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Fire support for defensive operations can be described in terms of a defensive framework presented in FM 100-15. This framework shows corps and divisions using five complementary elements:

  • Deep operations in the area well beyond the FLOT.

  • Security force operations forward and to the flanks of the defending force.

  • Defensive operations in the main battle area.

  • Reserve operations in support of the main defensive effort.

  • Rear operations to retain freedom of action in the rear area.



Success in the defense depends on the careful planning and execution, as required, of fire support simultaneously in deep, close, and rear operations. Each of the five elements of the defensive framework must be considered when determining fire support requirements.

Basic Tasks

As in the offense, corps and division commanders normally ensure adequate fire support for defensive operations by retaining some assets and allocating others to subordinate units. The four basic tasks of fire support provide the guiding principles:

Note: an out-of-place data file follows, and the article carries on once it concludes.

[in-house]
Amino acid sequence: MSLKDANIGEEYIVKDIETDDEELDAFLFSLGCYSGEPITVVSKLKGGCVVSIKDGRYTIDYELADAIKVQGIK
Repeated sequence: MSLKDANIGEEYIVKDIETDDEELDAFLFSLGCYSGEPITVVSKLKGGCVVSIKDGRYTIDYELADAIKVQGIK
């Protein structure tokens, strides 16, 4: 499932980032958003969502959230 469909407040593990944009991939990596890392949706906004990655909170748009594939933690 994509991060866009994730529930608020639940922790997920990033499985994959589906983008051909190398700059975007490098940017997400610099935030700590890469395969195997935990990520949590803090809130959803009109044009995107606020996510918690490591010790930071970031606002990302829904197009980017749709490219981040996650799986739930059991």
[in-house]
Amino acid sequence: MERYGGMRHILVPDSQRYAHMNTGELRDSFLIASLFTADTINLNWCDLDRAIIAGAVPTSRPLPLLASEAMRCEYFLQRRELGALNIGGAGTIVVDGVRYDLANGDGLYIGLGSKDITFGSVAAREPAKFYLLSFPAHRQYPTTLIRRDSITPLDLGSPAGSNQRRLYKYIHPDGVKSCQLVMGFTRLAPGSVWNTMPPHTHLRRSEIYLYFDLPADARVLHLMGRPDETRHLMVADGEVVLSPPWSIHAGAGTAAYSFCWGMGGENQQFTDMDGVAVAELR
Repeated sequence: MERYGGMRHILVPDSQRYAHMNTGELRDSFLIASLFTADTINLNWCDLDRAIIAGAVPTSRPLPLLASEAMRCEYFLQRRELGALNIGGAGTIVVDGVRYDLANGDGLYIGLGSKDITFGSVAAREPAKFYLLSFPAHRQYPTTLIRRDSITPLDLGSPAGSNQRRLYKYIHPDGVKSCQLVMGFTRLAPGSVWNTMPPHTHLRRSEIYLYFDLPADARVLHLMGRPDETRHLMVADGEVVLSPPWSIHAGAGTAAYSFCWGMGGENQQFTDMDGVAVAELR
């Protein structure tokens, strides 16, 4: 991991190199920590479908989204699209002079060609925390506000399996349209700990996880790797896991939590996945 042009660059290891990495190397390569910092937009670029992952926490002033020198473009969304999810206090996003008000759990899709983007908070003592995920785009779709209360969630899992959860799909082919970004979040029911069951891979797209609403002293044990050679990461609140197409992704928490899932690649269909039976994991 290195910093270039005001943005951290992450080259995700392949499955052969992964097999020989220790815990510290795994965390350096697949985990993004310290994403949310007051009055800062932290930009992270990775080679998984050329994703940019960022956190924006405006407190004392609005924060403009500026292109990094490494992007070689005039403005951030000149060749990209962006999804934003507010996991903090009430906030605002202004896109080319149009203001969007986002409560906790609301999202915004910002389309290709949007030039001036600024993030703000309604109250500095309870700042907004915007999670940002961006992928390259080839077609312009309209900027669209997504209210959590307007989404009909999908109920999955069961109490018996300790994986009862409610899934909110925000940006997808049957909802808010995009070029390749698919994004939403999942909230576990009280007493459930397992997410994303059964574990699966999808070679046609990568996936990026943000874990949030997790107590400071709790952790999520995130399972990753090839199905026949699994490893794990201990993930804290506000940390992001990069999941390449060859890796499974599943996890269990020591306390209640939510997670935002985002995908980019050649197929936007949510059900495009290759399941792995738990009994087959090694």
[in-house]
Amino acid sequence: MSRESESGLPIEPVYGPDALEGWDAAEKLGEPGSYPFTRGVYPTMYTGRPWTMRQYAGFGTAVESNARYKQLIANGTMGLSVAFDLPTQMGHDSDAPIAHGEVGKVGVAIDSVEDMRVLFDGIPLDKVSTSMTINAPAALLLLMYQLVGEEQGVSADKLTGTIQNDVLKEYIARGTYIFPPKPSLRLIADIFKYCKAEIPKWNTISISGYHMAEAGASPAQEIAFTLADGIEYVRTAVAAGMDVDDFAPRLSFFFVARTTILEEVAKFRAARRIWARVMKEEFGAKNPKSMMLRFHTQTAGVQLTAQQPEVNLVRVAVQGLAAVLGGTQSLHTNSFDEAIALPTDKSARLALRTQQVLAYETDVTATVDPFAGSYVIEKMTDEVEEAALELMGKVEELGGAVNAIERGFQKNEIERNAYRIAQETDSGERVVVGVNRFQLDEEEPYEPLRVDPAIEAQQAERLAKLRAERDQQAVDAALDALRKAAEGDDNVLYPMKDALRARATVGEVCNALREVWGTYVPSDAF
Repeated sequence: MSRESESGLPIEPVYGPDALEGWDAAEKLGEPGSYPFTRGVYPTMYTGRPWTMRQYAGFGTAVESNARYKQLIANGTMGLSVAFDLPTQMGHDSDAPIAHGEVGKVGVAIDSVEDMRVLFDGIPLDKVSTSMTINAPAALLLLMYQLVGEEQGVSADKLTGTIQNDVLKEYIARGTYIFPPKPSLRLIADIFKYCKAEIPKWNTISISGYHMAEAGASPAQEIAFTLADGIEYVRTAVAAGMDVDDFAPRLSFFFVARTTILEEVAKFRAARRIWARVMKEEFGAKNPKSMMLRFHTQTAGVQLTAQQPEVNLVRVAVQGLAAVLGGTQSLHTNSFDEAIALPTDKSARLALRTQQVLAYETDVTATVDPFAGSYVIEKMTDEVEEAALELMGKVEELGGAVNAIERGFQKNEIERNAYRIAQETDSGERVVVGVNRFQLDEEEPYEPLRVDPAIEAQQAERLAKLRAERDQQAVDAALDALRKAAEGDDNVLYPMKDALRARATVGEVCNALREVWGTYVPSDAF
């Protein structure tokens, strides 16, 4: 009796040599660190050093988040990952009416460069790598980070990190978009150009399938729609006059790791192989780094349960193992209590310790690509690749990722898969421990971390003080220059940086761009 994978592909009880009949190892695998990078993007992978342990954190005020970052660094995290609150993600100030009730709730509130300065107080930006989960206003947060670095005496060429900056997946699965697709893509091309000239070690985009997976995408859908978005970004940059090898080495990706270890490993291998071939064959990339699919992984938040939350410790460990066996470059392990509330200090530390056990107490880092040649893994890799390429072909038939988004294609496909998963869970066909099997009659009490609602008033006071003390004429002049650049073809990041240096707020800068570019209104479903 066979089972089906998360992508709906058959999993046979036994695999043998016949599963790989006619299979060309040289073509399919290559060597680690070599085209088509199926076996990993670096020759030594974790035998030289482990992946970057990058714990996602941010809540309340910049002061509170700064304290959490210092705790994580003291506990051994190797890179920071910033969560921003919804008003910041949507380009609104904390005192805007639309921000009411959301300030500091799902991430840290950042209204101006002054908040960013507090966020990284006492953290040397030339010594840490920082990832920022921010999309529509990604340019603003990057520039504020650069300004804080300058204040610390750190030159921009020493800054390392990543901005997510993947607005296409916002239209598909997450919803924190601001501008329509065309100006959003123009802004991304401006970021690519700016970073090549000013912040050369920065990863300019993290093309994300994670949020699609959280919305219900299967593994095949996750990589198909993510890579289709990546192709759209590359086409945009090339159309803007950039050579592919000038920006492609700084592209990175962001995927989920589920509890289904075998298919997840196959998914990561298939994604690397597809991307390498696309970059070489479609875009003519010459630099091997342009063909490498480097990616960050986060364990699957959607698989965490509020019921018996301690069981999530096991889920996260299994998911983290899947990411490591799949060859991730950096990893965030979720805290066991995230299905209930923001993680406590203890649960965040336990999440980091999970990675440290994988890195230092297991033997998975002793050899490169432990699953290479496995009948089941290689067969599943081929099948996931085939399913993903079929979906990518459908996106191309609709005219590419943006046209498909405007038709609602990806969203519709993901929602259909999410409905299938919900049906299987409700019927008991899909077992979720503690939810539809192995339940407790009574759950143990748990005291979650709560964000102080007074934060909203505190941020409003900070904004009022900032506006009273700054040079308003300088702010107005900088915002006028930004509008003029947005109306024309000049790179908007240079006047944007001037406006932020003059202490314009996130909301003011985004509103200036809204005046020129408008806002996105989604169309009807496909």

• Support forces in contact.

  • Support all aspects of the battle plan.

  • Synchronize fire support.

  • Support and sustain fire support.

Support Forces in Contact

Supporting forces in contact usually means providing support for close operations. If done correctly, this task ensures the survivability of friendly forces and the freedom of maneuver. The various fire support assets support forces in contact in various time-tested roles and missions. The field artillery supports forces in contact in the defense by performing its traditional roles of close support, counterfire, and interdiction. The Air Force operations of CAS and SEAD are specifically intended to support forces in contact, although BAI normally directly affects ground maneuver forces.